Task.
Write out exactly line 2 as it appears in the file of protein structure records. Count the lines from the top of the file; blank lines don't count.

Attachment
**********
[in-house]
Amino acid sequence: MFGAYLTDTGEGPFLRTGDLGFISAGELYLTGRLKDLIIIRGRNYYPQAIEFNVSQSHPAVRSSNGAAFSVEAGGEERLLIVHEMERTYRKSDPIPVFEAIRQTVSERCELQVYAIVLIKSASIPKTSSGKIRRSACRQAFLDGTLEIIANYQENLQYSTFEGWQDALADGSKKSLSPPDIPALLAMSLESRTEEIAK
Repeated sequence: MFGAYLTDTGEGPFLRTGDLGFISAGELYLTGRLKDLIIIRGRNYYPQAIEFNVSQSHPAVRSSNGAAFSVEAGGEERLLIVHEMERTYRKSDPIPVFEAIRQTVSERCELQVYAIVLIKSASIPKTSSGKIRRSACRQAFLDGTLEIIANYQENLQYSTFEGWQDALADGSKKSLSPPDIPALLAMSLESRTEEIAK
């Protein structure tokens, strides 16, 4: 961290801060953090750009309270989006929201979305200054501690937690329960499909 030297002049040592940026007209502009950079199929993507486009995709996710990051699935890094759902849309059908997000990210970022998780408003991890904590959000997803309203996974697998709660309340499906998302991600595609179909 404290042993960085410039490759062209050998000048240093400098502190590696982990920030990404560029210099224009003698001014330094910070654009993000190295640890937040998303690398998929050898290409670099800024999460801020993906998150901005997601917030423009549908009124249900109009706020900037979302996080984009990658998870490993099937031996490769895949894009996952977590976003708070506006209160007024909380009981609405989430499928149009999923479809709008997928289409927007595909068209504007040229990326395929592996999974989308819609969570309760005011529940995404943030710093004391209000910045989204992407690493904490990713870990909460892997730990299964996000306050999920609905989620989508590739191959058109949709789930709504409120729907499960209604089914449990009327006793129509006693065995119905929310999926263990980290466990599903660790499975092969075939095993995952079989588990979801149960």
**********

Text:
Amino acid sequence: MFGAYLTDTGEGPFLRTGDLGFISAGELYLTGRLKDLIIIRGRNYYPQAIEFNVSQSHPAVRSSNGAAFSVEAGGEERLLIVHEMERTYRKSDPIPVFEAIRQTVSERCELQVYAIVLIKSASIPKTSSGKIRRSACRQAFLDGTLEIIANYQENLQYSTFEGWQDALADGSKKSLSPPDIPALLAMSLESRTEEIAK